Amateur archaeologist helps crack Ice Age cave art code

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Ice age cave paintingImage source, Berenguer, M/Durham University
Image caption,
Three lines placed within an engraved salmon at Pindal cave in Spain from about 17,000 years ago

Ice Age hunter-gatherers in Europe used cave drawings to record detailed information about the lives of animals around them, a new study claims.

Markings found on paintings dating back at least 20,000 years have long been suspected as having meaning but had not been decoded until now.

The initial discovery that the markings related to animal life-cycles was made by furniture conservator Ben Bacon.

He then teamed up with professors from two universities to write their paper.

Their findings have now been published in the Cambridge Archaeological Journal.

Mr Bacon, from London, spent countless hours of his free time looking at examples of cave painting and analysing data to decipher what the markings signified.

He approached academics with his theory, which they encouraged him to pursue, and he went on to collaborate with two professors from Durham University and one from University College London.

Image source, Durham University/
Image caption,
Ben Bacon developed the theory that "Y-shaped" markings signified animal births

The so-called "proto-writing" system the team uncovered pre-dates others thought to have emerged during the Near Eastern Neolithic by at least 10,000 years.

The marks, found in more than 600 Ice Age images across Europe, reveal a record of information and references to a calendar, rather than recorded speech.

The sequences of dots, shapes and other markings appear alongside depictions of species such as reindeer, wild horses, fish, bison and extinct cattle called aurochs.

Using the birth cycles of equivalent animals today as a reference, the team worked out that the number of marks were a record, by lunar month, of when the animals were breeding.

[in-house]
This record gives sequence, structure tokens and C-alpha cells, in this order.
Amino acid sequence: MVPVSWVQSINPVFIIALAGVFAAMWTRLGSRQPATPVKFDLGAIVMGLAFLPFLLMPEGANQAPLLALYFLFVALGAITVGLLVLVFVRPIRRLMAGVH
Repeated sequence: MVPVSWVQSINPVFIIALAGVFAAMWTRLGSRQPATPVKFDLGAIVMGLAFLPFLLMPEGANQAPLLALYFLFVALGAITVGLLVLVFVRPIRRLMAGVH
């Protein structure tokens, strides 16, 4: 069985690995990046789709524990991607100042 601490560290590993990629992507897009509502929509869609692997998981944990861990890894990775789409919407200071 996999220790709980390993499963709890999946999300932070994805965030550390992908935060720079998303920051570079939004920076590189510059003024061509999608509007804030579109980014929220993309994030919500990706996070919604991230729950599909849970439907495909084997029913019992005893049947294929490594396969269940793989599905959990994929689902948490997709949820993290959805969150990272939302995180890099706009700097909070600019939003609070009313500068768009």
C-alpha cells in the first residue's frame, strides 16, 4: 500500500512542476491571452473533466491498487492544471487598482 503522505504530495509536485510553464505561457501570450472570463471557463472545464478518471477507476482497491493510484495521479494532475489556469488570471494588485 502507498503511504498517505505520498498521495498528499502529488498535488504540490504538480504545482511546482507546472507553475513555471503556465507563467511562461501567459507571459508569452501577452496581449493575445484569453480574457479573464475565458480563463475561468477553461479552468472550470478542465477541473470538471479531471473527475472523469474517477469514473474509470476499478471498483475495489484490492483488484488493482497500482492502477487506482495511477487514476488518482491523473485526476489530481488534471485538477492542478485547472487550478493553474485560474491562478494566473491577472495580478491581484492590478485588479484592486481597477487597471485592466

Image source, Henri Breuli
Image caption,
Four dots alongside a red ochre drawing of wild cattle in La Pasiega cave, Spain, from about 23,000 years ago

Mr Bacon, who has an English degree but decided not to go into academia, said: "The meaning of the markings within these drawings has always intrigued me so I set about trying to decode them, using a similar approach that others took to understanding an early form of Greek text.

"Using information and imagery of cave art available via the British Library and on the internet, I amassed as much data as possible and began looking for repeating patterns.

"I reached out to friends and senior university academics, whose expertise was critical to proving my theory.

"It was surreal to sit in the British Library and slowly work out what people 20,000 years ago were saying but the hours of hard work were certainly worth it."

Image source, JoJan
Image caption,
A sequence of four dots were placed within this image of a bull on the wall of the famous Lascaux cave in France about 21,500 years ago

Professors Paul Pettitt and Robert Kentridge, from Durham University, have worked together developing the field of visual palaeopsychology - the scientific investigation of the psychology that underpins the earliest development of human visual culture.

Prof Pettitt said: "The results show that Ice Age hunter-gatherers were the first to use a systematic calendar and marks to record information about major ecological events within that calendar."

Prof Kentridge added: "The implications are that Ice Age hunter-gatherers didn't simply live in their present, but recorded memories of the time when past events had occurred and used these to anticipate when similar events would occur in the future, an ability that memory researchers call mental time-travel."

Among the researchers was Tony Freeth, honorary professor at University College London, who said: "I was stunned when Ben came to me with his underlying idea that the numbers of spots or lines on the animals represented the lunar month of key events in the animals' life-cycles."

The team, which also included independent researchers Dr Azadeh Khatiri, and retired history teacher Clive James Palmer hope to do more.

Mr Bacon said: "As we probe deeper, what we are discovering is that these ancient ancestors are a lot more like us than we previously thought - these people, separated from us by many millennia, are suddenly a lot closer."

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